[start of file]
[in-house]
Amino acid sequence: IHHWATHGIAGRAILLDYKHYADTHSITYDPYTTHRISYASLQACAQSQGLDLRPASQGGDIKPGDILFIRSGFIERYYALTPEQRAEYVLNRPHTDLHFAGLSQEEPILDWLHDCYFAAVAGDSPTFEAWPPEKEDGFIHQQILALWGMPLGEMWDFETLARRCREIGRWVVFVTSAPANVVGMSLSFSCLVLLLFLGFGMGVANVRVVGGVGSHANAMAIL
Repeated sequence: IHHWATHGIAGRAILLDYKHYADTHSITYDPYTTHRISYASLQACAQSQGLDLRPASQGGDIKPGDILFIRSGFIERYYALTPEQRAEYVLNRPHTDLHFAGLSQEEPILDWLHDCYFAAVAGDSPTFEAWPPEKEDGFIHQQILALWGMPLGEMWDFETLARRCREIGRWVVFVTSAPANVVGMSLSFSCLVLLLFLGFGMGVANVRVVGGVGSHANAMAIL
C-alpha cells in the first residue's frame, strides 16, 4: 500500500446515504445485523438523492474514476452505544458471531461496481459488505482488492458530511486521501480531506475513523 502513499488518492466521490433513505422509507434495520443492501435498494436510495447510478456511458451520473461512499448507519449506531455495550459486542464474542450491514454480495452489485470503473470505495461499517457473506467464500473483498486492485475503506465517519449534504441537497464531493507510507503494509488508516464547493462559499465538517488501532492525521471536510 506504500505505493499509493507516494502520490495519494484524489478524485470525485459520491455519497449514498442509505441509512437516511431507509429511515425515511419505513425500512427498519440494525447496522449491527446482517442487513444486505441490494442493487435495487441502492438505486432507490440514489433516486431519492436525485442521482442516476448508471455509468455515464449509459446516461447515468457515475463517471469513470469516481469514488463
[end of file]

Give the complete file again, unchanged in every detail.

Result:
[in-house]
Amino acid sequence: IHHWATHGIAGRAILLDYKHYADTHSITYDPYTTHRISYASLQACAQSQGLDLRPASQGGDIKPGDILFIRSGFIERYYALTPEQRAEYVLNRPHTDLHFAGLSQEEPILDWLHDCYFAAVAGDSPTFEAWPPEKEDGFIHQQILALWGMPLGEMWDFETLARRCREIGRWVVFVTSAPANVVGMSLSFSCLVLLLFLGFGMGVANVRVVGGVGSHANAMAIL
Repeated sequence: IHHWATHGIAGRAILLDYKHYADTHSITYDPYTTHRISYASLQACAQSQGLDLRPASQGGDIKPGDILFIRSGFIERYYALTPEQRAEYVLNRPHTDLHFAGLSQEEPILDWLHDCYFAAVAGDSPTFEAWPPEKEDGFIHQQILALWGMPLGEMWDFETLARRCREIGRWVVFVTSAPANVVGMSLSFSCLVLLLFLGFGMGVANVRVVGGVGSHANAMAIL
C-alpha cells in the first residue's frame, strides 16, 4: 500500500446515504445485523438523492474514476452505544458471531461496481459488505482488492458530511486521501480531506475513523 502513499488518492466521490433513505422509507434495520443492501435498494436510495447510478456511458451520473461512499448507519449506531455495550459486542464474542450491514454480495452489485470503473470505495461499517457473506467464500473483498486492485475503506465517519449534504441537497464531493507510507503494509488508516464547493462559499465538517488501532492525521471536510 506504500505505493499509493507516494502520490495519494484524489478524485470525485459520491455519497449514498442509505441509512437516511431507509429511515425515511419505513425500512427498519440494525447496522449491527446482517442487513444486505441490494442493487435495487441502492438505486432507490440514489433516486431519492436525485442521482442516476448508471455509468455515464449509459446516461447515468457515475463517471469513470469516481469514488463